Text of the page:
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Power supply

When looking inside an amplifier the power supply is easy to recognise.   The majority of power supplies in amplifiers are described as a 'Capacitor Input' supply.   The description below is an overview.
1 Large mains tranny   Toroidal or EI.
1 Bridge rectifier
2 Electrolytic capacitors

The mains tranny has a primary winding and two isolated secondary windings.   The mains transformer steps down the 110V or 240V AC to 2 equal lower AC voltages.   The power of a mains tranny is directly proportional to its physical size.   However a 200 Watt transformer is described as 200 VA and not 200 Watts. (Volts x Amperes = Watts).   The reason the power of a transformer is described as VA and not Watts is described in detail on sound.whsites.net / Transformers

The iron core can be a donut Toroidal shape or a square shape described as EI.   The iron core consists of thin layers of silicon soft steel, which has an excellent ability to conduct magnetic energy without retaining being magnetised.   Therefore it can be alternately magnetised N-S and S-N at 50 or 60 times a second.   220V - 240V AC 50Hz UK Aus Europe or 110V AC 60Hz USA Canada etc.

Power supply

A common mis-conception is that Toroidal transformers are more efficient than square EI transformers, but this is not so.   For the same mass a square EI tranny will be slightly more powerful and have superior regulation,   but EI transformers externally radiate the AC magnet field which can induce eddy current loops into the chassis and nearby components causing hum problems.   EI trannys are cheaper.   Toroidal transformers are more expensive to make.   The primary advantage of Toroidal is that they radiate virtually zero external magnetic field, therefore correctly suited for audio amplifiers.

The traditional way to draw a power supply is from left to right.   The example tranny in the below pic clearly shows that the primary and secondary windings are completely isolated from each other.   Primary Secondary winding isolation is also essential for electrical safety.   The AC Voltage on the secondary winding is simply adjusted by the ratio of turns between primary and secondary.   As an example, if the primary has 1,000 turns and the secondary has 100 turns (Ratio 10:1)   240V AC on the primary will result in 24V AC on the secondary.   The mass of copper wire on both primary and secondary must be approx equal.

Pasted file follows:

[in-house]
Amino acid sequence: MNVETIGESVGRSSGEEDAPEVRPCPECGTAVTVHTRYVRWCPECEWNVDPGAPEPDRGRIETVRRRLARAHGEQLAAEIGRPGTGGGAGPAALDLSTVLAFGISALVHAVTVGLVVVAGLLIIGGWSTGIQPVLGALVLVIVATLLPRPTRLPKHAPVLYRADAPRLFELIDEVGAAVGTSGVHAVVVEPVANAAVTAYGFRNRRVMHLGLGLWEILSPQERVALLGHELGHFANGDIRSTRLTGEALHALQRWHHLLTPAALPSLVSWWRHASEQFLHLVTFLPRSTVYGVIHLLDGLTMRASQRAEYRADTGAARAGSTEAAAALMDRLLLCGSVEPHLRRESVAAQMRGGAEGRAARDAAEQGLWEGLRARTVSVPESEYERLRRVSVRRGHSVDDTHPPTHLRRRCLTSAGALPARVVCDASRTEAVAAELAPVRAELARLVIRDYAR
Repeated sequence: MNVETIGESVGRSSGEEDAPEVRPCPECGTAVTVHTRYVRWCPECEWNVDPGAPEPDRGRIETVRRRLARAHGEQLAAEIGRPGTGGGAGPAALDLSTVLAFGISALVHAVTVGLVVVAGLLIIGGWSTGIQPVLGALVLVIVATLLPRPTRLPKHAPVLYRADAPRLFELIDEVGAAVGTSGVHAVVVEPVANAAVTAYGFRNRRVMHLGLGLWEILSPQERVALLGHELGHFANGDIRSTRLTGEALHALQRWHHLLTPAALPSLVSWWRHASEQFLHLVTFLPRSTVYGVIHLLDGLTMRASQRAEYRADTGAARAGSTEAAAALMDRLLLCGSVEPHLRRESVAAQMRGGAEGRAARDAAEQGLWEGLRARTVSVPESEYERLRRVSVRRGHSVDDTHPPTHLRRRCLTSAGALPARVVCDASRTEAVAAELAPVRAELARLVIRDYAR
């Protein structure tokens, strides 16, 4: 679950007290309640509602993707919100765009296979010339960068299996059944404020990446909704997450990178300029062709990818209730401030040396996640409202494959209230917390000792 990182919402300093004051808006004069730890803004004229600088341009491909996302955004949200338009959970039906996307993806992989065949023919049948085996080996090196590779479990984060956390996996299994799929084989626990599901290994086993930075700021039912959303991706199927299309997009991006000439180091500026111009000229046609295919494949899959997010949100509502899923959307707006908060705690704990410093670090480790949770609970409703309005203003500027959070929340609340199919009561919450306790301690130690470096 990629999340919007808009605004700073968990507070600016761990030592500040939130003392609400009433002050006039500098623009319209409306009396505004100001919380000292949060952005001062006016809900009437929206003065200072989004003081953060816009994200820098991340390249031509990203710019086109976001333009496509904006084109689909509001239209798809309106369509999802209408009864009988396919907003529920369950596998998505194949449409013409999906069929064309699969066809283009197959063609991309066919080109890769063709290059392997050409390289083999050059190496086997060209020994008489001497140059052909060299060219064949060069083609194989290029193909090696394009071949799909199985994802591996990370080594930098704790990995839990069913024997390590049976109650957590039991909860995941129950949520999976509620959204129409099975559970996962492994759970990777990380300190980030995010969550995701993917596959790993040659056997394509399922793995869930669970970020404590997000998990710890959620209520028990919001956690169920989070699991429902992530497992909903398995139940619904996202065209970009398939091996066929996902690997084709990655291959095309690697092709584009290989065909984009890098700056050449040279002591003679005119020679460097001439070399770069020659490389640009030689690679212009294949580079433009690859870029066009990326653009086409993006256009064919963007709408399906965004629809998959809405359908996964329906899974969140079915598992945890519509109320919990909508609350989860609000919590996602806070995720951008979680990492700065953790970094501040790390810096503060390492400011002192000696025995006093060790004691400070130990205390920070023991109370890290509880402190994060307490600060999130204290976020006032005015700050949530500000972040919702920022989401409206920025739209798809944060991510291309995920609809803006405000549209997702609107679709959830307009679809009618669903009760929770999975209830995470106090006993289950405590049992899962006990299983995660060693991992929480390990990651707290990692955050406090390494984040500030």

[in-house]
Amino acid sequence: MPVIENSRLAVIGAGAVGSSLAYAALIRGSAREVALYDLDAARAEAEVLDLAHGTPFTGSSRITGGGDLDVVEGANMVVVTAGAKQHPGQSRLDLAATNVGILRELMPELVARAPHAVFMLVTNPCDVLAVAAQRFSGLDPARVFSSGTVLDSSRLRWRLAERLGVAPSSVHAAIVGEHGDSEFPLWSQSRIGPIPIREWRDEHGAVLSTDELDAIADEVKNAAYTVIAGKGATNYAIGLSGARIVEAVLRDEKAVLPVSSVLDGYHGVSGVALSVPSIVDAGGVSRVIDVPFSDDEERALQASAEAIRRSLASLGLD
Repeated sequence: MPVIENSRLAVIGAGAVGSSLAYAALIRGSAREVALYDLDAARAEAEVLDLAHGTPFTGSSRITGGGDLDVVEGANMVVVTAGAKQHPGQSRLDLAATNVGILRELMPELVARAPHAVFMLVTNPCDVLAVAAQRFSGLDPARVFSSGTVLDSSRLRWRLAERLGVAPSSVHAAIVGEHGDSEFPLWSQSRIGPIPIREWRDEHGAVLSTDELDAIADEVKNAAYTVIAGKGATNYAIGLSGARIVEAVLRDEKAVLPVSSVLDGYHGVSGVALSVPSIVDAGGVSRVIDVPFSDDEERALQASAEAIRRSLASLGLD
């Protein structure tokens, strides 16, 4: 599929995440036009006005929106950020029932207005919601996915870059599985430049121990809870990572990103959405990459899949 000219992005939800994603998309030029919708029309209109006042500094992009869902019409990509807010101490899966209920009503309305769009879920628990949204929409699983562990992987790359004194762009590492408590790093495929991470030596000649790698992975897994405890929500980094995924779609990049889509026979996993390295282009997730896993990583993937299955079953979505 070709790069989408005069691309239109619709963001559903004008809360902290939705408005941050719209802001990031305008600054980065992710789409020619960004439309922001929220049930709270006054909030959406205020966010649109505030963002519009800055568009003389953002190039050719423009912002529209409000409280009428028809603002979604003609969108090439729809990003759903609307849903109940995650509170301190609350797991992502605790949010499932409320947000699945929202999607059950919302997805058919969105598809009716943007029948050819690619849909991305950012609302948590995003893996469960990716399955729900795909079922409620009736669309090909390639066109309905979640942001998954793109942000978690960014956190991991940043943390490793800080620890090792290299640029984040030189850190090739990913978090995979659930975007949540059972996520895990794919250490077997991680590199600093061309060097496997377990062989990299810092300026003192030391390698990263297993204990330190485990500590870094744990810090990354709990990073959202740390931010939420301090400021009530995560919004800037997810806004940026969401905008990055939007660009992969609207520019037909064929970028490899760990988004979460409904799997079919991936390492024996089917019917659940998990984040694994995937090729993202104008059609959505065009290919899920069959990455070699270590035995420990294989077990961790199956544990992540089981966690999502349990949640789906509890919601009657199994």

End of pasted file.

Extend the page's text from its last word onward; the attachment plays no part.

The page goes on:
Primary        240 Watts at 240V AC = 1 Ampere.
Secondary   240 Watts at 24 V AC = 10 Ampere.
Therefore the secondary wire gauge must be a larger diameter to conduct 10 Amperes.   The description given is a guide however in a real transformer there are losses of efficiency which have to be calculated for.   Efficiency loss of magnetic coupling between the primary and secondary windings plus the Resistance of the wire length in all windings that has to be adjusted for in the turns ratio.

Power supply

The Bridge rectifier (Bridge) converts the 24V AC to DC.   The electrolytic capacitors are similar to storage batteries that can be almost instantly charged and discharged repeatedly for an indefinite period.

The power supply must be mechanically wired in the exact order shown in the above pic.   The two secondary windings are in series.   The point where they are connected is named CT (Center Tap).   The CT is wired directly to the junction of the two Electors.   Only from the junction of the Electors is the CT connected to chassis.   If the CT was connected to chassis at the transformer an induced hum loop could be injected into the amplifier.   Also the supply rails must be wired directly to the terminals of the Electors and not from the Bridge.   Mechanical wiring order is uniquely essential to power supplies.   Many early musical instrument amplifiers had hum loop problems caused by external magnetic field of EI trannys and power supply mechanical wiring.

Dridge rectifyer

A bridge rectifier has 4 diodes.   A Bridge can be as a single unit with 4 internal diodes   or 4 separate diodes.   The diodes are arranged in order so no matter which way around the Voltage polarity appears at the junction of each pair of diodes, from AC or a rotating battery,   2 diodes will be in the forward direction pointing toward the -V end of the example AC rotating battery,   and 2 diodes will be in the reverse direction (open circuit).   The polarity at the supply rails will always be the same and therefore correct.   Remember there is a 0.65V (650mV) loss across each diode in the forward direction.

A single primary winding is rarely used because of different AC mains Voltages throughout the world.   Therefore most mains trannys have two primary windings which can be connected in series or parallel.   For countries with 110V 60Hz AC USA Canada etc the two primary windings are connected in parallel.   For the countries with 220V or 240V 50Hz AC Europe UK Aus etc the two primary windings are connected in series.

Power supply ripple